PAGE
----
In a 2015 study Ames interviewed 30 executives who shared in the strategic decision-making responsibility for their organizations and had experienced a high-pressure decision-making process where they were forced to compromise with their own values. Ames found that decision-making process quality played a significant role in mitigating the effects of moral stress. High decision-making process quality was marked by high levels of collaboration, authentic consideration of alternative solutions, and a dedication to accessing and review of the best data available. Low decision-making process quality was marked by authoritarian unilateral decisions (ex: CEO pulling rank and making the decision alone), lack of data, and rushing decisions without fully discussing possible alternatives. In essence, the morally minded executive desires “due process” in the consideration of their ethical concerns. With due process intact, executives were often able manage down the effects of the ethical conflict.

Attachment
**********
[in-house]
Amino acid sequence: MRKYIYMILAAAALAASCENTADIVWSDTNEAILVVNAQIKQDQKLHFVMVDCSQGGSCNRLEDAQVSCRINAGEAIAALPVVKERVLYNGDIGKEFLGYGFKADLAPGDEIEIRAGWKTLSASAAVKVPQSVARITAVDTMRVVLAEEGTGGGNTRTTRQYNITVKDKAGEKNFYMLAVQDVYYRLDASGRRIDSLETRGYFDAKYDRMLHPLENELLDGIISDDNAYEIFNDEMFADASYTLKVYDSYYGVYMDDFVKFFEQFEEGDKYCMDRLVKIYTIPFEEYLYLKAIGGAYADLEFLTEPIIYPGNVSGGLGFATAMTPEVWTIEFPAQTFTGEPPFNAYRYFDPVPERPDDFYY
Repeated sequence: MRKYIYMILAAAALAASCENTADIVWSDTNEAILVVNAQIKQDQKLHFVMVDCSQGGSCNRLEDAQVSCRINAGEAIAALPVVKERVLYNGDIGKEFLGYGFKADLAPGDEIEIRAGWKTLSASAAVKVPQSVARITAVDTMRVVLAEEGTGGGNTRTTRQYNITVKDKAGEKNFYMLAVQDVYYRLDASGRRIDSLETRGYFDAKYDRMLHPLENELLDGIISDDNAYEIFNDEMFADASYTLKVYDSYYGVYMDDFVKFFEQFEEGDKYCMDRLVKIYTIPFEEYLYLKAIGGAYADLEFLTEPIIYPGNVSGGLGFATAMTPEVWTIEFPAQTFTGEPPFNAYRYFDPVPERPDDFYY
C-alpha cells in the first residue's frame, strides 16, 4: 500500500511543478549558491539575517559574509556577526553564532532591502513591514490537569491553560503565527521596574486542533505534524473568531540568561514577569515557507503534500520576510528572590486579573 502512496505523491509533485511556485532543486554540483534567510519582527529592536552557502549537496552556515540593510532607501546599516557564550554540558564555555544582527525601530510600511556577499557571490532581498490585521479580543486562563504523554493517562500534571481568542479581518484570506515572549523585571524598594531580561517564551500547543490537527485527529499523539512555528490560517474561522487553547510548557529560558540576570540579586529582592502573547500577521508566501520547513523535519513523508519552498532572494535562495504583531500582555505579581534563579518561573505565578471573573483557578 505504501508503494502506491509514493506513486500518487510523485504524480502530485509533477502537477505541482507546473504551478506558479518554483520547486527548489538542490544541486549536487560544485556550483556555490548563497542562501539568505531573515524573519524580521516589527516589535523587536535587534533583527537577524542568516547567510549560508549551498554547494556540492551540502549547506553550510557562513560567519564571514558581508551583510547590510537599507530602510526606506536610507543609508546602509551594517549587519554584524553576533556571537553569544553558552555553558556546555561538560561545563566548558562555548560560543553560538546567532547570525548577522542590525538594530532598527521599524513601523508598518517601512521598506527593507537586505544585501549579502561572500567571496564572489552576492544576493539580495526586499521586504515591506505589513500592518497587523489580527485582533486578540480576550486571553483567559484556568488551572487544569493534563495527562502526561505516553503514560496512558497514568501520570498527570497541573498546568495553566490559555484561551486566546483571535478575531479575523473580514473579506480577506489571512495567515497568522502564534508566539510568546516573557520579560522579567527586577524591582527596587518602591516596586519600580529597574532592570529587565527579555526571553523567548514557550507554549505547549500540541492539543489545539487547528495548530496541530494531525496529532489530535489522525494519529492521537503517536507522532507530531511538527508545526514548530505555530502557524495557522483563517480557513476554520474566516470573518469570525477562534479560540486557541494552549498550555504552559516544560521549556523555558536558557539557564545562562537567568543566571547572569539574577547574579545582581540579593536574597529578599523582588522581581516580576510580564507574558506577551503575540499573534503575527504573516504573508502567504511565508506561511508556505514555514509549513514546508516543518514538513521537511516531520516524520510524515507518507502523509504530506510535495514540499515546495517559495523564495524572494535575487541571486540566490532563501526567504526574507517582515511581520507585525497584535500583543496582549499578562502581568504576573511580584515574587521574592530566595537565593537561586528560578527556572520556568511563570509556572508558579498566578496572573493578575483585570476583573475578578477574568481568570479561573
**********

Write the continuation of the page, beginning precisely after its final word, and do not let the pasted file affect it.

For those professionals responsible or interested in shaping an ethical climate in their organization, influencing decision-making protocol to offer due process for values driven conflict may have a significant impact on decreasing moral stress, retaining valuable executive talent, and increasing their overall well-being.Morally Minded Executive Can Pay a Heavy Price for Choosing the Right, How Can We Help Them?Click To Tweet
Ames, J. (2015). High Pressure Strategic Decision-making in Private Equity Portfolio Companies: The Role of Trust, Respect, and Credibility in Reconciling threats to Moral Identity. Cleveland.